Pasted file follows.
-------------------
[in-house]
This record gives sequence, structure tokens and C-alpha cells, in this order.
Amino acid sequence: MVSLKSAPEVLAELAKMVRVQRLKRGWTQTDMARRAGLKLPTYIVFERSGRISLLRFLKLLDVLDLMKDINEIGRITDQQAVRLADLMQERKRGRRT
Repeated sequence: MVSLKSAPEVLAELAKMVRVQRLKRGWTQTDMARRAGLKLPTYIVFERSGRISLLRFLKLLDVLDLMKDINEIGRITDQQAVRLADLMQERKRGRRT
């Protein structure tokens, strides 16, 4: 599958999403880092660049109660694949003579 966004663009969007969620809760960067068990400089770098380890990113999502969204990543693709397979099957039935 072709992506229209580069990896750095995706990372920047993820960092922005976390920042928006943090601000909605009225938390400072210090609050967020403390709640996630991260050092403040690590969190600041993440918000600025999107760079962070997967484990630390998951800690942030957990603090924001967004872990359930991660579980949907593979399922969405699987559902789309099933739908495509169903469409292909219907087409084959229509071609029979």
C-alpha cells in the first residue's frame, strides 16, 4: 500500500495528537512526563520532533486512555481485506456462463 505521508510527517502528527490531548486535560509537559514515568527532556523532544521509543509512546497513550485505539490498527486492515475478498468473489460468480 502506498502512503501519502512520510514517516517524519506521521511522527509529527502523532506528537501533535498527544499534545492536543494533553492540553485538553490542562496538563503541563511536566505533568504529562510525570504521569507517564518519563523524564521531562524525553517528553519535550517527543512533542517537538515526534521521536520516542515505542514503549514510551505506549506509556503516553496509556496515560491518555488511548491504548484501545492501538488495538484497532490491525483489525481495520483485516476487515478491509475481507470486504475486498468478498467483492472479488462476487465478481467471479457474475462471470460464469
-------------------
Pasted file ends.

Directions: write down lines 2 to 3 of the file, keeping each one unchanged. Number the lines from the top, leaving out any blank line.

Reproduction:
This record gives sequence, structure tokens and C-alpha cells, in this order.
Amino acid sequence: MVSLKSAPEVLAELAKMVRVQRLKRGWTQTDMARRAGLKLPTYIVFERSGRISLLRFLKLLDVLDLMKDINEIGRITDQQAVRLADLMQERKRGRRT